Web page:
KID is disappointed that the U.S. Consumer Product Safety Commission (CPSC) settled an administrative lawsuit with Britax Child Safety, Inc. involving B.0.B. jogging strollers. The settlement is vastly too weak and fails to protect consumers. The CPSC filed the lawsuit under the previous administration and had sought to force Britax to address safety hazards caused by the strollers’ wheel attachment. The CPSC argued that this problem presented a substantial product hazard. The quick release on the front wheel can fail to secure the wheel to the fork, resulting in sudden detachment and injuries. At the time the lawsuit was filed, at least 200 consumers had a front wheel unexpectedly detach resulting in at least 50 injuries to children and 47 to adults. The CPSC did not update that number for the settlement release but KID identified at least two new reports of front wheels failing on SaferProducts.gov.
This settlement, adopted by a 3-2 vote, explicitly states that the remedy is not a recall but rather an ‘information campaign’ that cannot be called a recall, despite offering replacement parts to some consumers. In fact, Britax points this out in the notice to retailers, – which seems to be telling retailers as well as consumers that this “information campaign” isn’t worth paying attention to.
What the settlement includes:
- Starting on January 10, 2019, Britax will provide an information video on proper operation of the quick release on the front wheel – including some type of incentive to encourage viewing.
- Those with concerns after viewing the video and whose stroller was made between January 1, 2009 and September 30, 2015, can receive a modified quick release or fixed attachment or 20% off a new BOB Gear stroller (costs range from $359 to $639 at one retailer). If your stroller is made before 2009, you are eligible only for the discount. If you are using a stroller from before 2009, cost is probably a barrier to using that coupon.
- The information program with replacement parts and coupons only lasts 12 months, with the video online for another 12 months. Most recalls have no end date – another big concession from the CPSC.
- While the CPSC includes the warning in their release that it is against federal law to sell a recalled product, that specifically does not apply to this since it is not a recall. So, these strollers will continue to be bought and sold on the secondary market, with no requirement that information on the ‘information campaign’ be included.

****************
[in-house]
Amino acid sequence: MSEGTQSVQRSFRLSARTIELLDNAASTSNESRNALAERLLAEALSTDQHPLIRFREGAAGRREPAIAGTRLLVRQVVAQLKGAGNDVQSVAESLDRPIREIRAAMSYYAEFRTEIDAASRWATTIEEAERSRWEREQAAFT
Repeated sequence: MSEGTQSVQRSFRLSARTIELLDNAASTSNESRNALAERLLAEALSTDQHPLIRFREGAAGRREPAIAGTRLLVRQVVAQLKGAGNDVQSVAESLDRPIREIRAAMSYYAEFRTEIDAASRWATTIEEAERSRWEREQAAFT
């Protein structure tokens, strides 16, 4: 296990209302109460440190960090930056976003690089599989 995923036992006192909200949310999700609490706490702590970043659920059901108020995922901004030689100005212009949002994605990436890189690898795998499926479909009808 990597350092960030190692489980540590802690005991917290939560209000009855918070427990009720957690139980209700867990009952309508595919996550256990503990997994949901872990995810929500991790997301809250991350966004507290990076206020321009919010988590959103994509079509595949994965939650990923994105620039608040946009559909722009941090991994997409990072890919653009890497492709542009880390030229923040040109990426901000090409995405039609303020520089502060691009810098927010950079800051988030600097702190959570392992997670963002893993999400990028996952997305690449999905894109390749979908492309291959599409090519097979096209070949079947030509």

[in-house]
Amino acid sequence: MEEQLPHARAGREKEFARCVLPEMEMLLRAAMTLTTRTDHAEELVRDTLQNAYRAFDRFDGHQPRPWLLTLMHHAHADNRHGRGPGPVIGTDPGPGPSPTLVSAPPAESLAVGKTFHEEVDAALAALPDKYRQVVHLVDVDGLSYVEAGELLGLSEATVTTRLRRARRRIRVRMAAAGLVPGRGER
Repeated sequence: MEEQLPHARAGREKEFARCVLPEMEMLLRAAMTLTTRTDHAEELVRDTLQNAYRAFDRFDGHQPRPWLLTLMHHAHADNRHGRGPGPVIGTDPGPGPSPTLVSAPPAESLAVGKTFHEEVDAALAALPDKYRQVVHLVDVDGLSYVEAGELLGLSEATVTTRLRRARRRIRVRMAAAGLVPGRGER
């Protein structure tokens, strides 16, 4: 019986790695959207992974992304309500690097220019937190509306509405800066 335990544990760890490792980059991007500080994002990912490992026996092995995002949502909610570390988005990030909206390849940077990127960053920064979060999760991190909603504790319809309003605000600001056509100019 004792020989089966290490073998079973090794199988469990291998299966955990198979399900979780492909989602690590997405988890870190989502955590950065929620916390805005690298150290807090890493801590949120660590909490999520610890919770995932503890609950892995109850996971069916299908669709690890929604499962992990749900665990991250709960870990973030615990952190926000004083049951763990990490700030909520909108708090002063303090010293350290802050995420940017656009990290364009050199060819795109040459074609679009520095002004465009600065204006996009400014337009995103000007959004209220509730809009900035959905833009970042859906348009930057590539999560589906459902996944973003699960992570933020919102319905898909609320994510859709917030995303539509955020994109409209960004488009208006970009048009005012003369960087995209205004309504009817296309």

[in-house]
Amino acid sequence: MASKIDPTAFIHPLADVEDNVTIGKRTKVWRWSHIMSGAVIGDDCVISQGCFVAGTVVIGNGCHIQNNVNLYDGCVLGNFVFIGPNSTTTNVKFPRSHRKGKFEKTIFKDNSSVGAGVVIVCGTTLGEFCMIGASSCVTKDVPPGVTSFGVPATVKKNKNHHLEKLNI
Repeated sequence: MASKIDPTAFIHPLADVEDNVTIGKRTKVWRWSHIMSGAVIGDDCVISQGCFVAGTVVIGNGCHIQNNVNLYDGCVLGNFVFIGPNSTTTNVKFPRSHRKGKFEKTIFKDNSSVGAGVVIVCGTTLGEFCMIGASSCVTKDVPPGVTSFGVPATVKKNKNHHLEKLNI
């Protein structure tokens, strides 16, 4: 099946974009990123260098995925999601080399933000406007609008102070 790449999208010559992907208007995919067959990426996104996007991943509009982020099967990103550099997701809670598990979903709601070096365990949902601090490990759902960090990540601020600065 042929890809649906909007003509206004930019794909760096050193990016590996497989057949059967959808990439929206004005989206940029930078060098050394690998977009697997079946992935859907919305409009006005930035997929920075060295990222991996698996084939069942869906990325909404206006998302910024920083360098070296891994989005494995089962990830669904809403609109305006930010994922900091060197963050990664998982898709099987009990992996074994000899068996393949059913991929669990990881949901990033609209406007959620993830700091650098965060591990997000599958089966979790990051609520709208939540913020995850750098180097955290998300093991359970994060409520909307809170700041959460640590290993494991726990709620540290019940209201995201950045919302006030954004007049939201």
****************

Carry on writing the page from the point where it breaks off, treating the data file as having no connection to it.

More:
This is a bad deal for consumers and a bad precedent – time limits on safety campaigns and corrective actions that aren’t called recalls will limit attention from consumers, and consumers with older products will be prevented from participating in the limited replacement program.
It didn’t take long to see the direction the new CPSC is heading.
There was a dissent from former Chairman Elliot Kaye, who is now a commissioner, and Commissioner Robert Adler. They rightly pointed out the flaws in the agreement and process.
From the dissent:
- “Consumers need to know that safety concerns are afoot in order to decide whether to avail themselves of such protections.”
- On the notice to retailers: “to say the least, this notice is aggressively misleading. What Respondent is (too) quietly offering goes beyond a mere information campaign – it is a program for corrective action to modify and repair strollers…”
- “Having an agreement that provides relief without anyone being fully alerted to the nature of the relief is pretty much no relief at all.”
The dissenting commissioners conclude that not only will BOB consumers “come up short in terms of safety,” but it “sets dangerous precedents for future corrective actions – thereby lessening safety for far more consumers than are affected by this agreement.”
KID joined with Consumer Federation of America in putting out a statement opposing the settlement.
KID agrees and urges anyone with one of these strollers to constantly check the quick release until the newer options are available in January. If you have had an incident with a stroller or any product, report it at SaferProducts.gov. Check out other stroller hazards and recalls on KID’s website.